The National Arts Festival has been in the custodianship of executive director Lynette Marais for the past 20 years. She can retire now with peace of mind and her legacy intact. The event is in excellent shape. From a logistical point of view it is one of the most efficiently run festivals in the world. Besides the 500-odd shows starting on time, the festival is bigger than ever, financially secure and poised for greater things.
Marais’s job is daunting. The festival is run by a skeleton staff that has to micromanage every detail, while balancing the bigger picture. Teamwork gets them through.
‘You feel like an octopus and everybody is pulling one of your legs. And you know octopuses have got only little brains,” says Marais.
‘I know what it is to stand on that stage and I know how the artist relies on having that support. The confidence that there is somebody there and they have you in the palm of their hand and they will get you through it. I have always tried to make it good, easy and pleasant for the artists.”
Marais is looking forward ‘to not having the stress I have carried for however many years. I will help my friends and do everything I can, but it will be a relief knowing I’m not carrying the can.”
Fortunately for all involved, the succession has been well managed by the board. Ismail Mahomed, who takes over the reins, is in the office with Marais for this year’s festival.
‘Are we looking for change?” I ask Mahomed.
‘I think change is inevitable by the very nature of the arts,” he says. ‘The way we generate new kinds of audiences. We have to be at the pivot of making things happen. I think the expectation in the arts community is that with any kind of change in management there will be a change in direction.”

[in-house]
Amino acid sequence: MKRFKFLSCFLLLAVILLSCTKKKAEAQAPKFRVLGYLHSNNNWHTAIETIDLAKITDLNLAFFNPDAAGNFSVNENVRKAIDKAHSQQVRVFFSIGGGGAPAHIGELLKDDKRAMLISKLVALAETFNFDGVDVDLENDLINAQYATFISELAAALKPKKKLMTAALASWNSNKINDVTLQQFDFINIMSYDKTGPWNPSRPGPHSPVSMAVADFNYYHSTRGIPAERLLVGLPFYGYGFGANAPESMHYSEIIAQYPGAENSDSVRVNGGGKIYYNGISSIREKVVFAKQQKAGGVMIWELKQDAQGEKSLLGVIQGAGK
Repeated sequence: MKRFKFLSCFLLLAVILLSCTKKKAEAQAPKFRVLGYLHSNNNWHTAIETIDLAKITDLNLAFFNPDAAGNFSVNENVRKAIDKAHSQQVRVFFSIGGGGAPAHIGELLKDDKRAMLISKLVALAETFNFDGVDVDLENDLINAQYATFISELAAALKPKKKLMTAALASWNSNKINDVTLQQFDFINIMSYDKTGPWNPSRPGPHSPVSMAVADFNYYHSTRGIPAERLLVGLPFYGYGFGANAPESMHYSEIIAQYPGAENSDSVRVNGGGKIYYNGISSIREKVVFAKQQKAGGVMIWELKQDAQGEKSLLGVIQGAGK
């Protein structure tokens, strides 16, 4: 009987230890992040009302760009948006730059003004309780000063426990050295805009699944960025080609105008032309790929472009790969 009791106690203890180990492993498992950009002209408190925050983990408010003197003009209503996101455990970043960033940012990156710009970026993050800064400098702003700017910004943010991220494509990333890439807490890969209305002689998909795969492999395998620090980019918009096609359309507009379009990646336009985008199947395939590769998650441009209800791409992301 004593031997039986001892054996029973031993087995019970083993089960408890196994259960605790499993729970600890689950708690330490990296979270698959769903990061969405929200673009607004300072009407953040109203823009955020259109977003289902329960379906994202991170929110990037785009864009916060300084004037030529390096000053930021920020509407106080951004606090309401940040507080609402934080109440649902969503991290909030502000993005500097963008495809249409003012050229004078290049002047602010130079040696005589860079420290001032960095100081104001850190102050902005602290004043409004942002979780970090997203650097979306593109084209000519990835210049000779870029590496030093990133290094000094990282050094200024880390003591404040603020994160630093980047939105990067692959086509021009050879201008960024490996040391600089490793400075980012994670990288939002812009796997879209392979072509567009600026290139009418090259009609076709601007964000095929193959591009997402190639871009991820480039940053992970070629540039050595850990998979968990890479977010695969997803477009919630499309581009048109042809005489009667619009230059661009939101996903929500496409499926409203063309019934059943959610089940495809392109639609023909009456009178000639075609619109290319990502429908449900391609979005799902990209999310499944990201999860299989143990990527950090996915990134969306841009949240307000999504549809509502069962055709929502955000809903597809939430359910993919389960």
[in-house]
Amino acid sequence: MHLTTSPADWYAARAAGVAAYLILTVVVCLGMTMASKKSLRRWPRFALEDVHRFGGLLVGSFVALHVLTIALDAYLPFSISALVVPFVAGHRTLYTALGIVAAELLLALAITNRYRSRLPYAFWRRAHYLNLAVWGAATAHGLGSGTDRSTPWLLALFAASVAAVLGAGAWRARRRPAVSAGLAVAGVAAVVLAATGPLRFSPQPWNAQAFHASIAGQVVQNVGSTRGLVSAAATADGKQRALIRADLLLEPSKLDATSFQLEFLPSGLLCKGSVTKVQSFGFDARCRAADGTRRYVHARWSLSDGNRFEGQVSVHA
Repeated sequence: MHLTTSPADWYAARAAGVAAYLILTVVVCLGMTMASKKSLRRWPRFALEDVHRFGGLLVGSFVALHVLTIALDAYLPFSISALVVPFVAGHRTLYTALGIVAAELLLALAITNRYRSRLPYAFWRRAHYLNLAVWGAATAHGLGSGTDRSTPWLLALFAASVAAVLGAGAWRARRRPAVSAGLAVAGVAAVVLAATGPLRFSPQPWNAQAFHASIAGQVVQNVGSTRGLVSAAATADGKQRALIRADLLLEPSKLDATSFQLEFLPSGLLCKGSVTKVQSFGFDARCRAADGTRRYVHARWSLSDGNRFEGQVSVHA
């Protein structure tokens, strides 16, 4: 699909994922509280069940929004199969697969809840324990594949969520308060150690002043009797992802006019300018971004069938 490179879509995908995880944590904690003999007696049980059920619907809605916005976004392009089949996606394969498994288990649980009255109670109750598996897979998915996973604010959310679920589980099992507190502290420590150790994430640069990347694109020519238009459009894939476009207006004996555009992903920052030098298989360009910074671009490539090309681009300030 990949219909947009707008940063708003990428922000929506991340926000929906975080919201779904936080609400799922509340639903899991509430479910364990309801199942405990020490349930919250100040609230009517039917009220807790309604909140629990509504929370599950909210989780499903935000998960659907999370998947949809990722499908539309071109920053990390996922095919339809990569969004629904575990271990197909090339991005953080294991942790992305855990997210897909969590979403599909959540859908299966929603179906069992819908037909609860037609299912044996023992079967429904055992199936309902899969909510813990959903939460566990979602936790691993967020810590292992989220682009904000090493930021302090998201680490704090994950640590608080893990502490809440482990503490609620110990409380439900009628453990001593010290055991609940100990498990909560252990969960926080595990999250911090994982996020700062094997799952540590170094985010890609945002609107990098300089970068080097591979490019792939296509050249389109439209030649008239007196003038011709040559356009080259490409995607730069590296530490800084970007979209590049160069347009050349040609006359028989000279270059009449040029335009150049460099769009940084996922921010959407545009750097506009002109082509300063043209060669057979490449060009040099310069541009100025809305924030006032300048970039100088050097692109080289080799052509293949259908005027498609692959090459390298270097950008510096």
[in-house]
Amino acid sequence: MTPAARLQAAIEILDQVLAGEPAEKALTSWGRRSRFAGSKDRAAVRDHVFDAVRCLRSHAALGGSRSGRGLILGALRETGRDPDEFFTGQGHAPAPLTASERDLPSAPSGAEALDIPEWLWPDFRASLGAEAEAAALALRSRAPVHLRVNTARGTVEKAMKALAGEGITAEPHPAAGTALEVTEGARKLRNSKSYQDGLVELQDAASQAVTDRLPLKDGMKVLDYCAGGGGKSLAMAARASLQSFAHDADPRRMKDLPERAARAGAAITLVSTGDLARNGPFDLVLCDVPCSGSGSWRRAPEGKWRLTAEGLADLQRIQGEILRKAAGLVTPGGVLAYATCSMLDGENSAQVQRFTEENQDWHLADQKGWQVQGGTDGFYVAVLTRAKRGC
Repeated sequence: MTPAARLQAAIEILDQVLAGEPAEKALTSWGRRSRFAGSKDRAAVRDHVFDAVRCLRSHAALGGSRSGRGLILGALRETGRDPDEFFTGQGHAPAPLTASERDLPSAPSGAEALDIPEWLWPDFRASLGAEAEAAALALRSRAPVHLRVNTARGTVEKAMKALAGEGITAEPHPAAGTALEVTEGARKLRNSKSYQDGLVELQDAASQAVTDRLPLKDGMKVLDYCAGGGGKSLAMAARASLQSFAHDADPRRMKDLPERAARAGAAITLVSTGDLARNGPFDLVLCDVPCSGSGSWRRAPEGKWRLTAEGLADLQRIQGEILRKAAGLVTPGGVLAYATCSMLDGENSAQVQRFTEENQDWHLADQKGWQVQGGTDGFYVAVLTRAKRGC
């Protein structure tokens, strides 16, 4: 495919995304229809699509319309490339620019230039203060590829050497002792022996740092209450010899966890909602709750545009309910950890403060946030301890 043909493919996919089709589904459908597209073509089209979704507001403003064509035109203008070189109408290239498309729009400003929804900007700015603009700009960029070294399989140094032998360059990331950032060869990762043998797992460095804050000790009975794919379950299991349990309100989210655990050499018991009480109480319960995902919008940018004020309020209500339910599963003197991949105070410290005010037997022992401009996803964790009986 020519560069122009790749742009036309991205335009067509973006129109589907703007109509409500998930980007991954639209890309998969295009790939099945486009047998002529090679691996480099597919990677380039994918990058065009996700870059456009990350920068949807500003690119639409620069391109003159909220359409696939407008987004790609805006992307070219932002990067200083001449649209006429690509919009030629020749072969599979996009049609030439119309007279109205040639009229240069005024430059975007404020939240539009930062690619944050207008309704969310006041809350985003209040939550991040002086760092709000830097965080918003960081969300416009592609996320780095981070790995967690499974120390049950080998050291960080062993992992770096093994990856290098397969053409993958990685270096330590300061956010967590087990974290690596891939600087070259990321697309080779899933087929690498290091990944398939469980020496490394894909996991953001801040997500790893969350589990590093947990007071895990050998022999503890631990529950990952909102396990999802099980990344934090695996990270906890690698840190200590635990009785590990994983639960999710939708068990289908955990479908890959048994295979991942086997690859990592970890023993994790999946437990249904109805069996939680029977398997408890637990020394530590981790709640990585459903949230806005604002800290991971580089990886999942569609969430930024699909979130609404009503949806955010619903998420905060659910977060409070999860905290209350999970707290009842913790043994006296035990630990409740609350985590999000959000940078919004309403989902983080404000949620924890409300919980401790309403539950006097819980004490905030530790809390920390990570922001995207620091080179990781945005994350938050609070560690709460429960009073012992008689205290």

Mahomed is trying to encourage artists and stakeholders in the festival to be vocal and ‘kick our butts”.
‘We as management need to go into meetings informed by the aspirations of the arts community so that we direct change to meet those expectations. There has to be open and honest debate with management throughout the year.”
The impression created by Mahomed and the newly appointed chief executive Tony Lankester is that the festival is beginning to be seen as a national resource for the artistic community of South Africa. This year sees the launch of Hands On! Masks Off! — a programme of workshops, discussion forums, networking opportunities and seminars for artists run by the doyens of the industry.
‘It’s fine to say we need to develop new audiences, but as an arts community we must take responsibility for growing those audiences. The approach we are taking with this year’s festival is: let’s first skill the practitioners so that the practitioners can be partners with us in developing new audiences,” says Mahomed.
‘The main festival has developed strongly, but I think we need to look at how we meet the challenges of the independent theatre sector, which is who largely comes to the festival hoping that someone will see their work and take it further.”
Having participated in the festival in various capacities for 23 years, Mahomed feels ‘I have paid my dues”. His approach should reassure artists that the festival is still in good hands. He sees himself as ‘a passionate artist who wants to do things and a manager who has to give consideration to a whole range of logistics. I am somehow able to look at things through both lenses. I can empathise with artists as I have come the route the majority of artists have come.”
The invitation is open and genuine and the arts community should respond.